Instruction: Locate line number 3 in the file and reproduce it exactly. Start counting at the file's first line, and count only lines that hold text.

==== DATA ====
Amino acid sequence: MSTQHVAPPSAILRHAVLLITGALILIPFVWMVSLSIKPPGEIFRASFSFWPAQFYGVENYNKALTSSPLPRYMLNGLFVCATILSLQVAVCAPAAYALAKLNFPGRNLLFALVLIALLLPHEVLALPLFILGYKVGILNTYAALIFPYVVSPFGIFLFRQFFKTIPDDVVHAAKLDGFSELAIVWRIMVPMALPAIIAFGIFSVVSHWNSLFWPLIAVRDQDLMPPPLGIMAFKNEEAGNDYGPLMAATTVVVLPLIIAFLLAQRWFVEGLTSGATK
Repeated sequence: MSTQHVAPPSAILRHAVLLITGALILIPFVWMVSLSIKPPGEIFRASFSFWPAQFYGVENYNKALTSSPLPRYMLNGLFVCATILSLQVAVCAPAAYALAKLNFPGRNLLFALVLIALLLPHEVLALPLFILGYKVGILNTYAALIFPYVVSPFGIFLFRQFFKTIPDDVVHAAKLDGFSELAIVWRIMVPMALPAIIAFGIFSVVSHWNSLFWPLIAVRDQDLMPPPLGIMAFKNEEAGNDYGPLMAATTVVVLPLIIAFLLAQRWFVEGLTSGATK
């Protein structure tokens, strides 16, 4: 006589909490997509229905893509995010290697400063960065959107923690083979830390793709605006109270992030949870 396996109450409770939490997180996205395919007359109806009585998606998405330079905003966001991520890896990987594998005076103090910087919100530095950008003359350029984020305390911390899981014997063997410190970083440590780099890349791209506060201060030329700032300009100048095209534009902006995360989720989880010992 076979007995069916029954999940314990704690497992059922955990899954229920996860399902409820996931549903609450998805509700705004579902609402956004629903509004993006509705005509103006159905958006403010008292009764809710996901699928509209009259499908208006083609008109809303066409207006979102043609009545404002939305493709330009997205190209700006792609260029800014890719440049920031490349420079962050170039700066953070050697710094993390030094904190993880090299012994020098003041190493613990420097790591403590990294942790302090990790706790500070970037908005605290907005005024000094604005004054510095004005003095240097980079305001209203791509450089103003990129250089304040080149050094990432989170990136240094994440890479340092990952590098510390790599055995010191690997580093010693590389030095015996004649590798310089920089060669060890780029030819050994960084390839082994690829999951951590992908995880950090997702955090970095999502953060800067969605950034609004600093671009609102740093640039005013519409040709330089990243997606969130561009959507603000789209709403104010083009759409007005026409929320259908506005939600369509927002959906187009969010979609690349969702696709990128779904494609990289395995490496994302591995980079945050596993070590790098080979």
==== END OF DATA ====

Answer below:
């Protein structure tokens, strides 16, 4: 006589909490997509229905893509995010290697400063960065959107923690083979830390793709605006109270992030949870 396996109450409770939490997180996205395919007359109806009585998606998405330079905003966001991520890896990987594998005076103090910087919100530095950008003359350029984020305390911390899981014997063997410190970083440590780099890349791209506060201060030329700032300009100048095209534009902006995360989720989880010992 076979007995069916029954999940314990704690497992059922955990899954229920996860399902409820996931549903609450998805509700705004579902609402956004629903509004993006509705005509103006159905958006403010008292009764809710996901699928509209009259499908208006083609008109809303066409207006979102043609009545404002939305493709330009997205190209700006792609260029800014890719440049920031490349420079962050170039700066953070050697710094993390030094904190993880090299012994020098003041190493613990420097790591403590990294942790302090990790706790500070970037908005605290907005005024000094604005004054510095004005003095240097980079305001209203791509450089103003990129250089304040080149050094990432989170990136240094994440890479340092990952590098510390790599055995010191690997580093010693590389030095015996004649590798310089920089060669060890780029030819050994960084390839082994690829999951951590992908995880950090997702955090970095999502953060800067969605950034609004600093671009609102740093640039005013519409040709330089990243997606969130561009959507603000789209709403104010083009759409007005026409929320259908506005939600369509927002959906187009969010979609690349969702696709990128779904494609990289395995490496994302591995980079945050596993070590790098080979």